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What to expect from a 2018 Curtis Granderson?

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Arizona Diamondbacks v Los Angeles Dodgers - Game One Photo by Harry How/Getty Images

Curtis Granderson is coming in off a 2.1 fWAR age 36 season and is currently pencilled in to be the Blue Jays left fielder. The question I’m sure everyone had about this signing is “Granderson is going to be 37 this season, is he even going to be worth the 5 million deal he got?” Well I looked at similar age 37 player seasons to find out.

First I looked at similar age 36 outfielders with and wRC+ between 100 and 110 and had an fWAR between 1 and 3 (I figured the athleticism of Mike Cameron and Ichiro Suzuki being awesome putting up over 4 fWAR at 36 wasn’t a good comparison for this exercise).

Hey look, it’s superstar Jays prospect Bo Bichette’s dad! The player comparisons make a lot of sense to me. Besides Dante Bichette and Johnny Damon (DHing most of his age 36 season) most of these players were passable defensively with some ~20 HR power (once again with the exception of Damon). Granderson had more power but is also playing in an era where power is at it’s highest. So what did they do at age 37?

Well, they all got worse. That is kind of expected, 37 is further away from their prime than 36 so, of course, they are going to be worse. Brady Anderson offensively fell off a cliff and would play in only 34 games his next year before calling it a career. Dante Bichette spent half of his time DHing, but saw himself limited to only 415 PA. Johnny Damon and Paul O’Neil saw a more gentle drop in their numbers across the board. Marlin Byrd saw his .341 BABIP regress to a more reasonable .297. Marquis Grissom saw his walk rate cut in half and his defense really drop off; he probably shouldn’t have been the full time center fielder at that point in his career.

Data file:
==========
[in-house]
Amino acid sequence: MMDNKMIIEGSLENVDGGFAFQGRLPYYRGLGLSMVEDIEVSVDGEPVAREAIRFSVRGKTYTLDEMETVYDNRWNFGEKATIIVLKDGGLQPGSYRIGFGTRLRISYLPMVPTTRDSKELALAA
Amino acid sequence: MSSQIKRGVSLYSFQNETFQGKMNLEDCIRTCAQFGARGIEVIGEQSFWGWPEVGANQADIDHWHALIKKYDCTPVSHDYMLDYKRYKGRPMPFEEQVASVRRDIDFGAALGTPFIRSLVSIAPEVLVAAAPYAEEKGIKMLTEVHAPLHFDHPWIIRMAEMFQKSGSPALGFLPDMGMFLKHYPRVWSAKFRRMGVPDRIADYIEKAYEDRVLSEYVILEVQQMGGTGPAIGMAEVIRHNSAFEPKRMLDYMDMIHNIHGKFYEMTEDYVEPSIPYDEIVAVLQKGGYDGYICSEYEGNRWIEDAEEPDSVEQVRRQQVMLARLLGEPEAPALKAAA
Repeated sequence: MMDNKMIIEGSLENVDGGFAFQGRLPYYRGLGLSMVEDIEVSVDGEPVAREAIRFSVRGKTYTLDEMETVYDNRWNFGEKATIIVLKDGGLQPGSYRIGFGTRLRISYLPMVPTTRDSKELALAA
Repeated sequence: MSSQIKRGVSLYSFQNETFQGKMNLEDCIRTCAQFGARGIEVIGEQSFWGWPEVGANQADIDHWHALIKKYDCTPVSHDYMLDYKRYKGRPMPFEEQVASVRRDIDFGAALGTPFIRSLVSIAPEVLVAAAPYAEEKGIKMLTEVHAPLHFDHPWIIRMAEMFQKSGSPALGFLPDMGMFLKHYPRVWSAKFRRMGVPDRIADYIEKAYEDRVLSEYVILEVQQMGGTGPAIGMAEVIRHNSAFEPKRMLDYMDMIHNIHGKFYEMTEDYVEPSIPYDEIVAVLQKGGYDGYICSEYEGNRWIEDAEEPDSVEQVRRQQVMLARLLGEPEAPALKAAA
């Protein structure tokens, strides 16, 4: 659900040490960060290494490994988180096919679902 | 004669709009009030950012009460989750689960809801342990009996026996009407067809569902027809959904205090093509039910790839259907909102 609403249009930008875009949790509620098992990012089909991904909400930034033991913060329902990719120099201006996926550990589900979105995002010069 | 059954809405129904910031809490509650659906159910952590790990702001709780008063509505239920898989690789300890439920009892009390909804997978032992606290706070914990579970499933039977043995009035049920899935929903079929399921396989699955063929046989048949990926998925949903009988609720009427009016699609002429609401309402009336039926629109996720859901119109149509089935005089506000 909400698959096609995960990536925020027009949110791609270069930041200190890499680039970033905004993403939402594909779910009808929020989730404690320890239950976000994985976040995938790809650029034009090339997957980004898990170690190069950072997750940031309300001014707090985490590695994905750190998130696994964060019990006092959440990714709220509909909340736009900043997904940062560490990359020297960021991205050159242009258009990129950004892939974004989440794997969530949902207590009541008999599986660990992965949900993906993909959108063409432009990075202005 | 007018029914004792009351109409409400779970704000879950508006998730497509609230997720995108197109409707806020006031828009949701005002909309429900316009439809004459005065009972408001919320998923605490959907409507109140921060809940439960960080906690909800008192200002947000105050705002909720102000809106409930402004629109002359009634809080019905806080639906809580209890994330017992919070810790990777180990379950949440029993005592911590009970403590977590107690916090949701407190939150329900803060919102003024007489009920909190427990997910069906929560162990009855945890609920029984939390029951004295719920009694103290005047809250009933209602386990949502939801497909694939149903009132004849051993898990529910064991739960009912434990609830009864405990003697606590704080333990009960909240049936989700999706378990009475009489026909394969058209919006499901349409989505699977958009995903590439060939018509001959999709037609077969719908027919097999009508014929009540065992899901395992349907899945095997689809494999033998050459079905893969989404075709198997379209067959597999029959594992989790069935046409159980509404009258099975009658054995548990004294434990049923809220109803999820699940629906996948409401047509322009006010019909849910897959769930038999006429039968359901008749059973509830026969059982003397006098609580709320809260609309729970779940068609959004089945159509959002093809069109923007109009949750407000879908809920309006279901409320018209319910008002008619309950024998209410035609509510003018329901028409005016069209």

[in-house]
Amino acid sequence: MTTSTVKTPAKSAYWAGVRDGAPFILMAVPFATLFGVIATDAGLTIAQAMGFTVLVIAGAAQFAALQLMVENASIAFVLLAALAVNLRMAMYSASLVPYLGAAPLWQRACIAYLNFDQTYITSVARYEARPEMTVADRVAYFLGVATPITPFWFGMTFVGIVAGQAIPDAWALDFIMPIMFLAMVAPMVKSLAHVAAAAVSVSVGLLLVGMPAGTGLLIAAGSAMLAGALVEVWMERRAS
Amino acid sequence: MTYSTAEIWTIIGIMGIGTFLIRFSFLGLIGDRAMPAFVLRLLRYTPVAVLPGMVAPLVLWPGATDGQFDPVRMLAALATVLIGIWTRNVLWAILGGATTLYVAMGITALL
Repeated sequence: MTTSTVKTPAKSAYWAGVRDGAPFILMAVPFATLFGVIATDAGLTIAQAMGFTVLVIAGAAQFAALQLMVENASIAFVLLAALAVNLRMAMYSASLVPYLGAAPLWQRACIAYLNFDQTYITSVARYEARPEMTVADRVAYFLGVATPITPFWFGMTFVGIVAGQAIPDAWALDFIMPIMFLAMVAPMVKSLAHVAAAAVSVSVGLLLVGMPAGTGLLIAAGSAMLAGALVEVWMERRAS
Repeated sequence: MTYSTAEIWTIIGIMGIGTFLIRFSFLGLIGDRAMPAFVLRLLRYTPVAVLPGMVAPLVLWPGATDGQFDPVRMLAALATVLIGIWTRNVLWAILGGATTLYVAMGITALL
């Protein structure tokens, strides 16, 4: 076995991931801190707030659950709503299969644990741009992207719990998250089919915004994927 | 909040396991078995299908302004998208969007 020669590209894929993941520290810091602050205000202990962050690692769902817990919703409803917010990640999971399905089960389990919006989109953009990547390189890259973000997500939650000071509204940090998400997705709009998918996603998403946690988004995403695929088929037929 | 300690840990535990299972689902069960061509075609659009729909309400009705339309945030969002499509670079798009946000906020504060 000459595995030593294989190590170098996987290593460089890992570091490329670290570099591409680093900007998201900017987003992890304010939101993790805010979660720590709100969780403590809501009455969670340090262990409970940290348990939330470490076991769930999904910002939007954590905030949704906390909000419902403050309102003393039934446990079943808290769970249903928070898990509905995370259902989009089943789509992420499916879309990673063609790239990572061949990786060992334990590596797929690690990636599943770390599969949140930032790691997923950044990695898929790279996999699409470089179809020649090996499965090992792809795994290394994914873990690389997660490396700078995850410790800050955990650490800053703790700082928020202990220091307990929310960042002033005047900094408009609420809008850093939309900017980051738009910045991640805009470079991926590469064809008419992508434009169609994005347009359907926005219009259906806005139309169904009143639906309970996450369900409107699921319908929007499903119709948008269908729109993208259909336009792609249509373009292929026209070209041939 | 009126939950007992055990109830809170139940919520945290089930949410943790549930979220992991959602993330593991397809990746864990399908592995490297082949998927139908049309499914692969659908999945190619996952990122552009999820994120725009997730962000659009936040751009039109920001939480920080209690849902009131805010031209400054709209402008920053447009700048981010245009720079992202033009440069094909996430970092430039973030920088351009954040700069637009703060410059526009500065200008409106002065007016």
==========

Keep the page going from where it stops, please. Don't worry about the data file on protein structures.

What does this mean for Granderson? Well, besides Brady Anderson they all remained around league average offensively. Granderson’s really low BABIP could lead to some regression to offset some of the lost offensive prowess due to age. His defence will probably be worse but putting him in left field will put him in a better situation than Grissom was in. Keeping his arm away from center and right field where he played 76% of his innings last year should help mitigate some of the defensive losses due to age. Another thing to note is that the players played everyday and despite most of them having noticeable splits (Bichette missed some time in April but then played everyday until September where he only got into 8 games from Sept 1st on). If Gibbons were to platoon Granderson, it would reduce his playing time but he would probably be much more effective than if he’s facing lefties (.202/.274/.394 line against lefties last year).

While it looks like Granderson is not likely to be not as good at age 37 than at age 36, by platooning him in left field the Jays would be putting him in the best situation to maximize his contribution to this team. A 1-1.5 WAR platoon player would be a reasonable expectation and a definite upgrade compared from what happened in the outfield last year.